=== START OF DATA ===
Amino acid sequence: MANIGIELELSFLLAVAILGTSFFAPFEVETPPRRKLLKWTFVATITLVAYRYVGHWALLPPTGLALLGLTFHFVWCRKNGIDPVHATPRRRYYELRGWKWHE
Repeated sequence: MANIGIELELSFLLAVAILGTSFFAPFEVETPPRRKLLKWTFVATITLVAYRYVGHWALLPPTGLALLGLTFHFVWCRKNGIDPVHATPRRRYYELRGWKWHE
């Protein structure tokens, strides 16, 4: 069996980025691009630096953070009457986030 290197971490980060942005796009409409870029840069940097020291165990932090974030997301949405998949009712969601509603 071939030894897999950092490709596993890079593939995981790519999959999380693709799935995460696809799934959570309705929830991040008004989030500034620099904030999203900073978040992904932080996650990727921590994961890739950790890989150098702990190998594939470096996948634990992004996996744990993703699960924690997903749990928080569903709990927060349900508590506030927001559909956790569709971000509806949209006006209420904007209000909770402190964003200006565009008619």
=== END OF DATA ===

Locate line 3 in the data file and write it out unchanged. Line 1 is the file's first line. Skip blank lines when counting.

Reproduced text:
């Protein structure tokens, strides 16, 4: 069996980025691009630096953070009457986030 290197971490980060942005796009409409870029840069940097020291165990932090974030997301949405998949009712969601509603 071939030894897999950092490709596993890079593939995981790519999959999380693709799935995460696809799934959570309705929830991040008004989030500034620099904030999203900073978040992904932080996650990727921590994961890739950790890989150098702990190998594939470096996948634990992004996996744990993703699960924690997903749990928080569903709990927060349900508590506030927001559909956790569709971000509806949209006006209420904007209000909770402190964003200006565009008619």